– Cougar II – Retired. Mutual protest by and against Lupa of London for an incident after the start. Cougar II found to have failed as port tack boat to keep clear of Lupa of London but as both boats had retired no penalty could be applied. Tasmanian boat Cougar II returned inside an hour wearing the most damage, with an entire corner ripped off the stern after an incident with the bigger Lupa of London.
– Frantic – Retired – Torn Mainsail
– GYR Wot Eva – Retired
– Koa – Retired – Steering damage
– M3 – Retired – Broken Forestay

The Balance Story.
For Clitheroe, who turned 60 in July, this is the first time he has won the Cruising Yacht Club of Australia’s 628 nautical mile race, but not the boat’s first time. As Quest, it won the 2008 race for Bob Steel, and aboard again were two of his winning crew, sailing master Mike Green, a veteran of 37 Hobarts, and Adam Brown, a veteran of 29 races. Green also won on a previous Quest in 2002 and took line honours on Ninety Seven in the storm ravaged 1993 race. Brown, was with Green in 2008 and 1993, with an additional overall win on Ragamuffin in 1992.

CYCA director Paul Clitheroe purchased his fifth Balance mid-last year and it has won two Sydney Hobarts from just five attempts. The 10 year-old Farr designed yacht has represented great value for her various owners, with other great results to her credit. “It’s an absolute honour to win this great race. I thought the little boat had beaten us, until the Derwent River decided otherwise,” Clitheroe said. “When you put a dumbo like me on a boat as good as this, it’s easy to win. In fact Greeny and Brownie are relieved when I leave the helm,” Clitheroe said, understating his value. “The CYCA does a fantastic job of organizing the race and making sure everyone is safe. I thank the sponsor, Rolex and the Royal Yacht Club of Tasmania, all the volunteers and everyone involved – it is a mammoth exercise. And to my crew; Greeny and Brownie are two of the best – and the rest of the crew who do an outstanding job.”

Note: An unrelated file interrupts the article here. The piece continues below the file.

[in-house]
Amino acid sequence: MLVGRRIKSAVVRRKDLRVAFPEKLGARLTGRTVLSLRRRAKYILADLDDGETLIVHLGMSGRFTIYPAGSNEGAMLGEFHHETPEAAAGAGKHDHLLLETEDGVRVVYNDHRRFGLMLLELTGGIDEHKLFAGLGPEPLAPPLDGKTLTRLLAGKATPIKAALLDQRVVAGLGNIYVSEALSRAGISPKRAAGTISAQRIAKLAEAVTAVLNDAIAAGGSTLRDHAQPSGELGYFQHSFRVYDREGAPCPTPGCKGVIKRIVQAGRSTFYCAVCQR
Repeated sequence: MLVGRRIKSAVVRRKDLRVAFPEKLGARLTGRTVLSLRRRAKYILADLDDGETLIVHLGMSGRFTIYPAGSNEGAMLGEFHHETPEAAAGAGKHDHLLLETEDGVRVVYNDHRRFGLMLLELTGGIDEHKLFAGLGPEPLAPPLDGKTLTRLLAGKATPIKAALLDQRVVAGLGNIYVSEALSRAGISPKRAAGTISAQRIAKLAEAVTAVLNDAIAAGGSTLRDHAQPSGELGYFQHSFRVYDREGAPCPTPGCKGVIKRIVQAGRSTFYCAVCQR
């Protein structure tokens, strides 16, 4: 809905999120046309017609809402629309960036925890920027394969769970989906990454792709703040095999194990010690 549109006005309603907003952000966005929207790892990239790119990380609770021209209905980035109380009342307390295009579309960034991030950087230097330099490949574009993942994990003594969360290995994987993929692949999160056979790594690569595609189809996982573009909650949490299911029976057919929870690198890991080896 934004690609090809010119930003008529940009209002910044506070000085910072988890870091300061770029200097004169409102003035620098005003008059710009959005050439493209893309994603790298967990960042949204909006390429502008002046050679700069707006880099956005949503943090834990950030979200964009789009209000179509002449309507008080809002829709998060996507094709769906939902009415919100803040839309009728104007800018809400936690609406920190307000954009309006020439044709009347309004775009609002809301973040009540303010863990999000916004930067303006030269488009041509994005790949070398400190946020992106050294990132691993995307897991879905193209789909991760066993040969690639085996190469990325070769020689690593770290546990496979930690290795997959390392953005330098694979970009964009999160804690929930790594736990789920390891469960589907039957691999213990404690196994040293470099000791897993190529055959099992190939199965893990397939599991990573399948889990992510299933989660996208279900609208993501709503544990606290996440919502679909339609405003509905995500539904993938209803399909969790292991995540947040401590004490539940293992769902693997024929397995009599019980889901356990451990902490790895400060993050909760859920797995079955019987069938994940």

Of the conditions, the Sydney yachtsman said: “We had the hell beaten out of us on the first night and then it was pretty light in Bass Strait. The boat would launch into the air in the first 24 hours and you would count one, then two and if you get to three, (a crew member interjects: ‘You get the cheque book out’.

Clitheroe had a fall on the boat and hurt his back, and was aware of others in the race who came off second best, including Black Jack’s owner Peter Harburg who broke a leg, and Victoire owner Darryl Hodgkinson, who cracked ribs. “What other sport do you know of where competitors stop and help others in trouble? We have a great sport and I’m lucky to be involved in it,” he said.

Clitheroe was convinced Quikpoint Azzurro had beaten them and so half the crew went home, back to their jobs, only to receive a phone call from their skipper to “get on a plane fast and get back here. We thought they’d beat us by three hours, and after all their efforts, I hoped they get home quickly, but it wasn’t to be.”

Clitheroe’s other crew are: Nick Scott Perry, David Keddie, David Taylor, Jason Dock, Matthew Craig, Max de Montgolfier, Tom Brewer, Michael Slinn, Andrew Cribb and Clinton Evans, who becomes the first Norfolk Islander to win the race.